Not so fast, Korach

We’re in the camp, now, right in the middle of it. The Tabernacle is in the middle of the camp, the camp is in the middle of the wilderness, and we’re in the middle of Bamidbar, the middle book of Torah.

We're in the camp, now, right in the middle of it. The Tabernacle is in the middle of the camp, the camp is in the middle of the wilderness, and we're in the middle of Bamidbar , the middle book of Torah. We're right in the thick of it, with Korach and his followers… and things are about to get messy.

There are only five parashiot in the Torah that are named for individual people: Noah, Yitro, Pinchas, Balaak, and Korach. In each, something cataclysmic happens; Noah (destruction of the world), Yitro (giving of Torah at Mt. Sinai) and Balaak (the entire Israelite nation was cursed). In the parashiot named for Israelites, Pinchas murders a member of the community in a public, grisly way, acting as a "zealot for God," and here in Korach, we witness a revolution with astounding and violent repercussions.

By the way, three of these parashiot happen in Bamidbar ; the wilderness is a dangerous place to be.

The basic story line of Korach is that he challenged Moses' authority, and gathered 250 men together for the stand-off. Korach said to Moses and Aaron that they had "gone too far…for all the community is holy, all of them and Adonai is in their midst. Why then do you raise yourselves above Adonai's congregation?"  (Bam 16:3)  Moses postpones a confrontation until morning, saying that God will resolve the challenge the next day, saying, "[No,] You have gone too far, sons of Levi!" (Bam 16:7)

God wants to wipe out the people (again), but Moses and Aaron talk God down. Instead, a big hole in the ground opens up, swallows up all but just the rebels, and then a holy fire swept through the camp. Witnessing this, the people that were left took up the challenge, too, and confronted Moses and Aaron. Once again, God threatens to annihilate the entire people, and once again, Moses and Aaron stood their ground, and "only" a plague came through the community, wiping out thousands.

Just as there are five parashiot that are named after individuals, there are five instances in Torah when God threatened to annihilate the people: the Korach revolt, the Golden Calf incident, Sodom and Gomorrah, the Flood, and the incessant complaining by the people in the wilderness. There are common themes among them.

Each one of them represents a threat to the community, to society in general. The Flood and Sodom and Gemorrah were responses to rampant immorality. The Golden Calf was about adopting idolatry, which was basically cheating on God. With the ongoing complaining and Korach, the issue was how insidious and destructive these behaviors could be for a society. The complaining was infectious, a rebuke not only to Moses who had brought them out into the wilderness to die (they thought), but to God, who had really brought them out to the wilderness to live, as a new society.  Korach represented the destructive impact of one man thinking he was better than another.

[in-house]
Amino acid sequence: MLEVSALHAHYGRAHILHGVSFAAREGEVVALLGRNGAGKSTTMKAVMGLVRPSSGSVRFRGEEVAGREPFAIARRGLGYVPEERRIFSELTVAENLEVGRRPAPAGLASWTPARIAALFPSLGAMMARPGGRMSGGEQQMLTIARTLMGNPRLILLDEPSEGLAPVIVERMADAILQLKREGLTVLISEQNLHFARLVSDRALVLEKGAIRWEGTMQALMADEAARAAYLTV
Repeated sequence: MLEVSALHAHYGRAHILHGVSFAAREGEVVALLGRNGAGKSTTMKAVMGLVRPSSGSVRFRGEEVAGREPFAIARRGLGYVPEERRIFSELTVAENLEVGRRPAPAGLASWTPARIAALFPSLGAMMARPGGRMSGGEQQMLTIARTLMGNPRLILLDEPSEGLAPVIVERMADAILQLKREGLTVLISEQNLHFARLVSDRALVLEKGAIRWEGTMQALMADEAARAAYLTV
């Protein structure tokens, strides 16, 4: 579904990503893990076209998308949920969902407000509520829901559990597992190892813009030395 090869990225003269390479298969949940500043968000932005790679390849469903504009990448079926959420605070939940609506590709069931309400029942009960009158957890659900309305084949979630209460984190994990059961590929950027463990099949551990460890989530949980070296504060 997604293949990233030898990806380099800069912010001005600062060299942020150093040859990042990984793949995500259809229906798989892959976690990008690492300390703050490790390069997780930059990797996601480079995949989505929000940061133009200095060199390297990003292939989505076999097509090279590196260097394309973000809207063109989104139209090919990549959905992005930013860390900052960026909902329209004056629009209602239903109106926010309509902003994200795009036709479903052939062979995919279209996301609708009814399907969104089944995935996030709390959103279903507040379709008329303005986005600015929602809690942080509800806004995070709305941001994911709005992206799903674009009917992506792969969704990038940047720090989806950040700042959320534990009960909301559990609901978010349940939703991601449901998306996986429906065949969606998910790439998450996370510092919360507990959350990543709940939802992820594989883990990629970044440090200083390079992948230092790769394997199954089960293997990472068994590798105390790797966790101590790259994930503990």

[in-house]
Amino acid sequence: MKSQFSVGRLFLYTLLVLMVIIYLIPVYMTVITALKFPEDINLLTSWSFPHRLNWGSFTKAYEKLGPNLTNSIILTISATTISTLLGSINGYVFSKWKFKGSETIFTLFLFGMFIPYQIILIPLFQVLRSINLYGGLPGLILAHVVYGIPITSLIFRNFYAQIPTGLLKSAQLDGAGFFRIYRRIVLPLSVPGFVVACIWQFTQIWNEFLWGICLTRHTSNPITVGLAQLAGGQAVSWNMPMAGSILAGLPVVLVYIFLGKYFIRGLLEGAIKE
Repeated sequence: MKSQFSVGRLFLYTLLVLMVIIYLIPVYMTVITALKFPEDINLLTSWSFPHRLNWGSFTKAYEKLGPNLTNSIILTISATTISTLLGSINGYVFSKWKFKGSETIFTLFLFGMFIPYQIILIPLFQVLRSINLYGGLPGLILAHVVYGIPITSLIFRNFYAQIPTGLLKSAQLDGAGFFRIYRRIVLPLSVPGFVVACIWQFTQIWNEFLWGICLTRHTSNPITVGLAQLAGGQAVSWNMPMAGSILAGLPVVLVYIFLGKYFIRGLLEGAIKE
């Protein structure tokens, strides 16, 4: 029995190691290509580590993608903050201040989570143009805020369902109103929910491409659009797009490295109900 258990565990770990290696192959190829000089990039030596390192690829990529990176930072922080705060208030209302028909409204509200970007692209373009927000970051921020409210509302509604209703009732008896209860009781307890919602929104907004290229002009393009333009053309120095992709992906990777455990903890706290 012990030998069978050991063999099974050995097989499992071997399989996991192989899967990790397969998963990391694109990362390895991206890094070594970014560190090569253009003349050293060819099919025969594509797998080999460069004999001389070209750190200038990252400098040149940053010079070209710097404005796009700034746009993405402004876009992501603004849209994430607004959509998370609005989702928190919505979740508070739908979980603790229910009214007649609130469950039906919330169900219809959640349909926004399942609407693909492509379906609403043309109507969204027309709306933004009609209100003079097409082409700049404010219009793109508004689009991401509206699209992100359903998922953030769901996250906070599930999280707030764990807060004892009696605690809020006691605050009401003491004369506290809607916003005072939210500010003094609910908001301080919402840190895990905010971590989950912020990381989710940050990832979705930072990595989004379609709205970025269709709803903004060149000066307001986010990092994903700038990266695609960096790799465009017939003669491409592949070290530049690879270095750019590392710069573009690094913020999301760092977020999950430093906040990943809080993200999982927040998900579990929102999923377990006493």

Korach's actions weren't wrong just because he presented a challenge to authority. This can be a good thing. Every positive social change came from someone standing up and saying, "This isn't right."  But there is a difference between saying something isn't right and the system needs to change, and gathering a mob to oust the guy in charge. The Israelites' time in the wilderness was about learning how to set up a new society, one that moved the people from slavery to responsible citizenship in an evolving social construct. 

Yes, Korach raised an important point-what was the plan for succession, who was leading next?  That's what setting up a system is all about. Calling for social change is vital. A society can survive bad leadership, but leadership is about more than an individual. It's about a system, a vision, and a way to see it through, and how to handle dissent. Even now, when we don't like one of our leaders, the better part of us respects the office, if not the office-holder. We get into trouble when we don't. Korach certainly did, because he didn't see the difference. 

Anita Silvert is a freelance teacher and writer, living in Northbrook. You can read more of her weekly Torah musings on her blog, Jewish Gems, at .

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